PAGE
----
Windows Phone 7 may be lagging behind both iOS and Android, but both Microsoft and Nokia have a lot riding on the Finnish company’s latest devices, especially their flagship Lumia 900. It’s big, imposing, and the two giant companies, along with US exclusive carrier AT&T, are going to do everything they can to sell them like hotcakes. Should you pick one up? Let’s take a quick comparison to the iPhone 4S, today’s most widely-sold and most well-known smartphone.
These two devices are as stark a contrast against one another as you could expect. The iPhone, a 3.5″ screen and a tiny body, and the Lumia 900, a well-sized 4.3″ display on a massive body. Both are square shaped, but the Lumia 900 flaunts its lack of end curves with a completely flat top and bottom, and then flaunts its very curvaceous sides. In the hand the Lumia 900 feels a lot larger than the screen is; it’s actually closer to a phone with a 4.7″ display than a 4.3″ screen, but that’s only going vertically. Horizontally it’s the same as most other phones, so it isn’t uncomfortable to hold one-handed.
Is it better in terms of size than they iPhone? My personal opinion is no. In reality, I’d say it depends on the user, but I’m going to give this round to the iPhone for two reasons: first, because the larger size of the Lumia 900 doesn’t give any significant benefit, in terms of functionality, over the iPhone. The display is larger but less dense, and the overall size is good in the hand, but it’s tall and obstructive in the pocket.
Winner: iPhone, which is slimmer and easier to handle in both the hand and the pocket.
As mentioned earlier, the two phones in question are big names in this field. Saying one looks better than the other, in this case, is going to be a matter of personal opinion, but the Lumia 900 does have some bonuses over the iPhone 4S. Firstly, it comes in four remarkably sharp colors, from blue to white to black, and now even magenta. iPhones stand out when viewed up close, but the Lumia 900 is visible from a distance, which may or may not be your taste. Then again, you can also give your daughter a pink one and she’ll love you for it.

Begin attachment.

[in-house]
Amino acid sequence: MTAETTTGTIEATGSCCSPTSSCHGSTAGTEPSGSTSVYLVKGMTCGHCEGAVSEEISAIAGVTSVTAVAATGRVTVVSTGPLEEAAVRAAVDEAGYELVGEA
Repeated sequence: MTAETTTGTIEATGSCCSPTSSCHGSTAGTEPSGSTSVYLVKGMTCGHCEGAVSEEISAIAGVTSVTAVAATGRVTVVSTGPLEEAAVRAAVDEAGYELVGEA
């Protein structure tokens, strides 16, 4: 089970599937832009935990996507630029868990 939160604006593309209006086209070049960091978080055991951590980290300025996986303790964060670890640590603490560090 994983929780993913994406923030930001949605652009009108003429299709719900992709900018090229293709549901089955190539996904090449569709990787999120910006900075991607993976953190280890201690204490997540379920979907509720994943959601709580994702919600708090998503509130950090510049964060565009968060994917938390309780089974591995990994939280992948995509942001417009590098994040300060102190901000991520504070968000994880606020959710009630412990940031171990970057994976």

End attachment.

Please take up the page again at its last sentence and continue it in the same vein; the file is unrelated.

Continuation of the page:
Perhaps more importantly than just the physical appearance is the make of the phone. The Lumia 900 is sturdy as a rock, and it feels like it too. The iPhone? Drop it once and its done, broken, with cracked glass and a hefty bill to repair it. So while the iPhone may look sleeker, that’s only the outward appearance. Nokia’s larger phone, in my use, has been dropped (accidentally Nokia, I swear, and a few times it wasn’t even me!) and every time I saw not only no scratches or dents, but no physical damage whatsoever.
Still, it’s a matter of preference. I think that the Lumia 900 is a loud phone when compared to the iPhone 4S, but specifically the black model. The iPhone is more elegant, and has more finesse, compared to the almost brutish Lumia 900. Perhaps its more of a feminine vs. masculine view, but lets all be honest people, everyone would rather look at a pretty girl than a handsome boy.
Winner: iPhone, which has a nicer, calmer, feminine charm compared to the Lumia 900.
Android phones today have reached the 720p, HD resolution most of us have on our TVs, but both of these phones are still behind that maximum display resolution. Instead, Windows Phone 7 is still stuck at 800×480, while the iPhone is significantly more dense at 960×640. This clearly gives the iPhone the upper hand, though not for video watching. The Lumia 900 is more comfortable, thanks to the larger screen size and the widescreen resolution, and doesn’t make a smaller picture because of it.
That said, the iPhone uses a very bright and comfortable to read TFT display, while the Lumia 900 has an AMOLED display. The two technologies are, again, good for very specific things; the former for reading, clarity, and color correctness, and the latter for color vibrancy and a more dramatic feel for video and pictures. Each has its uses and imperfections. Normally OLED displays oversaturate and produce incorrect color, and are very difficult to view in bright areas, like outside in direct sunlight. Not so for the Lumia 900. Partly thanks to Microsoft’s OS design, and mostly thanks to Nokia’s Clearview technology, the Lumia 900 is easy to read and view in bright conditions, though you won’t be able to see very dark blacks, as expected.